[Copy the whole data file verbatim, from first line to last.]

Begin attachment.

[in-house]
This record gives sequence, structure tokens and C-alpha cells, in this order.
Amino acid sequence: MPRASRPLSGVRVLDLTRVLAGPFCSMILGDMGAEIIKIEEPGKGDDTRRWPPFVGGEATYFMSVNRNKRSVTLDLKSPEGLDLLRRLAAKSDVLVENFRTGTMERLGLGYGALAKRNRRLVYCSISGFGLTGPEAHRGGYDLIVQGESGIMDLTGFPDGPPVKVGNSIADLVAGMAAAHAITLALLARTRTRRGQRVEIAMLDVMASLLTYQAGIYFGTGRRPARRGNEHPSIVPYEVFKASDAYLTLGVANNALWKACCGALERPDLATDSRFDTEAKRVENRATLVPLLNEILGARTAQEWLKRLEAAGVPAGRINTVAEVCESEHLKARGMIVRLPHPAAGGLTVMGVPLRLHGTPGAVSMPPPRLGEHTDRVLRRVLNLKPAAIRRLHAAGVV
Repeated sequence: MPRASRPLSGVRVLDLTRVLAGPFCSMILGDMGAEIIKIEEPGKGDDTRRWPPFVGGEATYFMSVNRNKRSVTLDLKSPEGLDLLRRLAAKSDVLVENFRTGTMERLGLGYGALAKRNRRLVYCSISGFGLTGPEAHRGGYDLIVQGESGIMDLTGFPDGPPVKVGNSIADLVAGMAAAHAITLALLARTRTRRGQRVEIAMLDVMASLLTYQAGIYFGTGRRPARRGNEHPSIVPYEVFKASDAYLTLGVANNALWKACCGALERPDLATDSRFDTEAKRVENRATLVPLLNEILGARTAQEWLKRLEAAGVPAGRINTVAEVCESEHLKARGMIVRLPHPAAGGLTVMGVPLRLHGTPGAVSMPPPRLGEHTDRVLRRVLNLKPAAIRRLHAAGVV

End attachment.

[in-house]
This record gives sequence, structure tokens and C-alpha cells, in this order.
Amino acid sequence: MPRASRPLSGVRVLDLTRVLAGPFCSMILGDMGAEIIKIEEPGKGDDTRRWPPFVGGEATYFMSVNRNKRSVTLDLKSPEGLDLLRRLAAKSDVLVENFRTGTMERLGLGYGALAKRNRRLVYCSISGFGLTGPEAHRGGYDLIVQGESGIMDLTGFPDGPPVKVGNSIADLVAGMAAAHAITLALLARTRTRRGQRVEIAMLDVMASLLTYQAGIYFGTGRRPARRGNEHPSIVPYEVFKASDAYLTLGVANNALWKACCGALERPDLATDSRFDTEAKRVENRATLVPLLNEILGARTAQEWLKRLEAAGVPAGRINTVAEVCESEHLKARGMIVRLPHPAAGGLTVMGVPLRLHGTPGAVSMPPPRLGEHTDRVLRRVLNLKPAAIRRLHAAGVV
Repeated sequence: MPRASRPLSGVRVLDLTRVLAGPFCSMILGDMGAEIIKIEEPGKGDDTRRWPPFVGGEATYFMSVNRNKRSVTLDLKSPEGLDLLRRLAAKSDVLVENFRTGTMERLGLGYGALAKRNRRLVYCSISGFGLTGPEAHRGGYDLIVQGESGIMDLTGFPDGPPVKVGNSIADLVAGMAAAHAITLALLARTRTRRGQRVEIAMLDVMASLLTYQAGIYFGTGRRPARRGNEHPSIVPYEVFKASDAYLTLGVANNALWKACCGALERPDLATDSRFDTEAKRVENRATLVPLLNEILGARTAQEWLKRLEAAGVPAGRINTVAEVCESEHLKARGMIVRLPHPAAGGLTVMGVPLRLHGTPGAVSMPPPRLGEHTDRVLRRVLNLKPAAIRRLHAAGVV